In a Day, Inspiration

The Summer Day by Mary Oliver

Who made the world?
Who made the swan, and the black bear?
Who made the grasshopper?
This grasshopper, I mean-
the one who has flung herself out of the grass,
the one who is eating sugar out of my hand,
who is moving her jaws back and forth instead of up and down-
who is gazing around with her enormous and complicated eyes.
Now she lifts her pale forearms and thoroughly washes her face.
Now she snaps her wings open, and floats away.
I don’t know exactly what a prayer is.
I do know how to pay attention, how to fall down
into the grass, how to kneel down in the grass,
how to be idle and blessed, how to stroll through the fields,
which is what I have been doing all day.
Tell me, what else should I have done?
Doesn’t everything die at last, and too soon?
Tell me, what is it you plan to do
with your one wild and precious life?

Tell me, what is it you plan to do with your one wild and precious life?

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In a Day, Inspiration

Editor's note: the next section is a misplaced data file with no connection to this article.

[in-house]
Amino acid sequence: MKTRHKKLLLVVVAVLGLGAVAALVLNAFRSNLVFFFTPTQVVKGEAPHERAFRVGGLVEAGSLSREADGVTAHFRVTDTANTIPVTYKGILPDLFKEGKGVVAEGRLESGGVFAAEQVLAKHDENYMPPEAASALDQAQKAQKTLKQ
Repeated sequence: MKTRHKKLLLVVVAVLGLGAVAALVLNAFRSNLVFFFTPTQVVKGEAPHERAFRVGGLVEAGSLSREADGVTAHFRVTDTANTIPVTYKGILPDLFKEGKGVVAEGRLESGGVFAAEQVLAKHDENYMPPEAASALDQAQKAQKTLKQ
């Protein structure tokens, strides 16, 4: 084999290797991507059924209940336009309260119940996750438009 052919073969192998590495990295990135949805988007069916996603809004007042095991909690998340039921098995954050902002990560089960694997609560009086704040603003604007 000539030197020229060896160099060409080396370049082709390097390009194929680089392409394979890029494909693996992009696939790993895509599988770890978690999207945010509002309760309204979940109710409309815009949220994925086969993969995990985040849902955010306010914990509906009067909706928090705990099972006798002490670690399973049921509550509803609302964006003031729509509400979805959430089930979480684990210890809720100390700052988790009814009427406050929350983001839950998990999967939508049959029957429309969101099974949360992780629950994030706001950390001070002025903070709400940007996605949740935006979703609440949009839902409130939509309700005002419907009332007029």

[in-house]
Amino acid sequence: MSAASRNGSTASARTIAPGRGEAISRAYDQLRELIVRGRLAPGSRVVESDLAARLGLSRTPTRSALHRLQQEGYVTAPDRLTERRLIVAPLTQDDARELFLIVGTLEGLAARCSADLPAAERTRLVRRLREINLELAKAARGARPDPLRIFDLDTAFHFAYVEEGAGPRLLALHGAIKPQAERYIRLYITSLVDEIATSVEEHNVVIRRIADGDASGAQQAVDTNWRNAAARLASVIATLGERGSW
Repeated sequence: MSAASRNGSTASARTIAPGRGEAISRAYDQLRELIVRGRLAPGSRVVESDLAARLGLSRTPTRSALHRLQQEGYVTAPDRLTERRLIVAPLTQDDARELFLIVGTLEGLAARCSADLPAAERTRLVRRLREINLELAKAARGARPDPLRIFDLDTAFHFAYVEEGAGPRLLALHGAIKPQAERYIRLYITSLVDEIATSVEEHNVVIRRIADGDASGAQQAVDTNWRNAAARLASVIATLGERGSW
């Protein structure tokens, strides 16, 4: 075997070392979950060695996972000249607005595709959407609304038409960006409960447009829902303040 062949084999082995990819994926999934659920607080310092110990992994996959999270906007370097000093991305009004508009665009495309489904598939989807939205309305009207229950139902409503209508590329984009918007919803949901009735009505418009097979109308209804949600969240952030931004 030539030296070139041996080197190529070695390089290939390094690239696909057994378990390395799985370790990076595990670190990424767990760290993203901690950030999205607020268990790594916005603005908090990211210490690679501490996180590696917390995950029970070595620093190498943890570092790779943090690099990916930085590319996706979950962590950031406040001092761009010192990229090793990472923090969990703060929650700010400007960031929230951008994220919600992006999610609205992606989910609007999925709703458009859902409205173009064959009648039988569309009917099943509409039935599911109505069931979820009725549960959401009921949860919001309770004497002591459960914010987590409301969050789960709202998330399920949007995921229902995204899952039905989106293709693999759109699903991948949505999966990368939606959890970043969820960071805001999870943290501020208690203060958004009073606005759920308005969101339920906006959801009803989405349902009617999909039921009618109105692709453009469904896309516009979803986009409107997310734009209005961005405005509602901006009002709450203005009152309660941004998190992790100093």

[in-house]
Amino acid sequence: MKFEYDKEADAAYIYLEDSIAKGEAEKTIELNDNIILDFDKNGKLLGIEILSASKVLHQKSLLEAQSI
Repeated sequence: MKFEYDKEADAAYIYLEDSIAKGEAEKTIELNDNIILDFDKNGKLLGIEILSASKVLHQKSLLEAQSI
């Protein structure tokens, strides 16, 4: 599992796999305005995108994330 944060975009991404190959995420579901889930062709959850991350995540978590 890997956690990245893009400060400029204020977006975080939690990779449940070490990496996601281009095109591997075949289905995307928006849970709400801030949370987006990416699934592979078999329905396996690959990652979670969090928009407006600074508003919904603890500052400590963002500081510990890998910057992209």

Find the Inner Superhero

A little reminder for you and me.

Your life is not little,  and your playing small doesn’t save the world.  Your living large, on the other hand – your being  your true self despite fear, fatigue, doubt and opposition – will serve the world more than you can imagine. In fact, it may help save it. And saving the world, after all, is what all heroes (including you) are here to do.

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A few good books, Favorite things, Inspiration, Quote

Excerpt from Empress of Fashion: A life of Diana Vreeland

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As editor in chief Diana felt – and was initially allowed to feel – that she had the freedom to take everything she had ever learned about becoming the Girl, everything of beauty, every fantasy that had ever caught her inner eye, and place it all at the reader’s disposal. As the new editor in chief she ranged backward and forward across half a century of experience. The creative relationship between film actress Audrey Hepburn and the couturier Hubert de Givenchy blazed with the same inspiration that flew between the women of style and their couturiers in the 1930s.

“What fires his imagination races hers; the message he cuts into cloth she beams to the world with the special wit and stylishness of a great star in a role that suits her to perfection.”